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Friday, November 30, 2018

MISD Football Coach Keeps Hope as Cancer Returns

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Fear, anger and everything in between describe the feelings Daniel Maberry experienced during the past several months.

The emotional journey began in January when the Mansfield High School head football coach went to the doctor after experiencing a burning sensation in his legs and arms. He said he figured the doctor would simply prescribe him something for the pain but was stunned at the diagnosis.

“They did all sorts of tests. They did a bone marrow biopsy, and that’s when they discovered cancer,” he explained.

Maberry said it was difficult telling his family and his football team about his late-stage lymphoma, but he wanted his message to be that he will keep strong and keep on fighting.

After rounds of chemotherapy and before the start of the football season, the doctors told him that his cancer was in remission. He said the cancer was no longer in his marrow and was not visible in tests, but something didn’t feel right.

His uneasy feeling was confirmed five weeks into the football season. The coach noticed a lump on his side and checked into the emergency room. Through a CT scan, doctors found a two-inch cancer mass.

“Cancer a lot of times takes so much away from you,” he recalled about the cancer returning. “I wasn’t able to be at football games. I wasn’t able to be around the kids at school. I’m not able, necessarily, to play with my girls like I want to. So from that aspect, anger was probably the emotion that I dealt with the most; but at the same time, I’ve had a peace about it.”

Lime green and "Maberry Strong" gear popped up throughout
the community after news of Maberry's diagnosis.
The treatment for Maberry’s cancer is more aggressive this time around because doctors want to ensure that the cancer cells die. During his scheduled treatments, he carries around a backpack filled with chemotherapy medication that feeds steady doses of the medicine into his body.

The husband and father of two explained that he has good days and bad days. On the harder days, he said he tries to keep the right perspective on life and finds strength through his faith and the overwhelming community support.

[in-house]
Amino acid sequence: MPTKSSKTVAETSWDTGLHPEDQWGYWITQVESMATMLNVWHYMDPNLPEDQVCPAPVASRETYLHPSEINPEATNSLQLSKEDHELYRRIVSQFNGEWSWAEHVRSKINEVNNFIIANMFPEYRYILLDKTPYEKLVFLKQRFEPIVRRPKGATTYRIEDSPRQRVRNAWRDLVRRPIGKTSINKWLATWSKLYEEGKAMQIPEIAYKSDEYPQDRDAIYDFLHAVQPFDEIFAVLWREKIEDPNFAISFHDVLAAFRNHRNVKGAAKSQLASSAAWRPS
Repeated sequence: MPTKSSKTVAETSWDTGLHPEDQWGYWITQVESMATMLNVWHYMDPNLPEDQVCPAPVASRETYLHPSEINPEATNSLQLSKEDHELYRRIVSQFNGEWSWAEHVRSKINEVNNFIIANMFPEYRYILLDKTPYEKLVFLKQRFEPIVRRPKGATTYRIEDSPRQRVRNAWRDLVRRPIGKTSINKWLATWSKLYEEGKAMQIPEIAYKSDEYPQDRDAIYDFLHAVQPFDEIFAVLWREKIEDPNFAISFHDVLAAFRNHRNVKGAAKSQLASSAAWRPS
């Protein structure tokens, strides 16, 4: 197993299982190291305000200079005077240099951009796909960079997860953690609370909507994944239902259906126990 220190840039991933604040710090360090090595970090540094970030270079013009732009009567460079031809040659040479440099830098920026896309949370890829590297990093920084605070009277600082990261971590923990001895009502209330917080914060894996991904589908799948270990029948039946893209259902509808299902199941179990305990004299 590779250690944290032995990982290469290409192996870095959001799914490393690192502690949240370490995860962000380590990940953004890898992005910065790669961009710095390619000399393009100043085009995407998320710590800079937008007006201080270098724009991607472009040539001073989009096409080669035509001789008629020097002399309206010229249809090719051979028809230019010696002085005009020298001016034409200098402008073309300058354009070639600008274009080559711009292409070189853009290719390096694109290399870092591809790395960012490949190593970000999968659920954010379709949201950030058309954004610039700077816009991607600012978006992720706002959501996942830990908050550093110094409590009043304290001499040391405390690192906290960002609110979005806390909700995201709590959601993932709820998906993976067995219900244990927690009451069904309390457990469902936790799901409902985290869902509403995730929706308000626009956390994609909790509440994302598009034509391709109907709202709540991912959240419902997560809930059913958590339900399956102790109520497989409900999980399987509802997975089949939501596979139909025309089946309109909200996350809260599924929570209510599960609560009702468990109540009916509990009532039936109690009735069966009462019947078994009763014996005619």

“Seeing the community pep rallies, seeing the kids here and how they’ve responded—the green outs, the video that they made for me—was unbelievable,” he expressed as he fought back tears. “I’ve cried so many tears through this entire time, and it’s not for sadness. It’s for extreme joy of what these people have done for me.”

Maberry also noted that the district’s Colors for Caring initiative, in which the community is encouraged to wear cancer awareness colors to support a loved one, has also impacted his life because it lifts his spirit to see his school saturated with lime green to bring awareness to lymphoma.

The hashtag #MaberryStrong is also used on social media to highlight the different community support efforts.

“One of the biggest struggles that I had through this journey is, ‘How do I thank everybody for what they’ve done for me?’ I don’t think I can. I don’t think I could ever thank the community for what they’ve done for me mentally, spiritually, just being there for me and my family—I know I’m deeply blessed because of this community. And I’m very grateful for them.”

The coach said he doesn’t know what the future holds for him, but he is optimistic and continues to take life one day at a time.

“I know what I have is very serious. I know what I have is life-threatening, but I can’t live my life in fear every day.”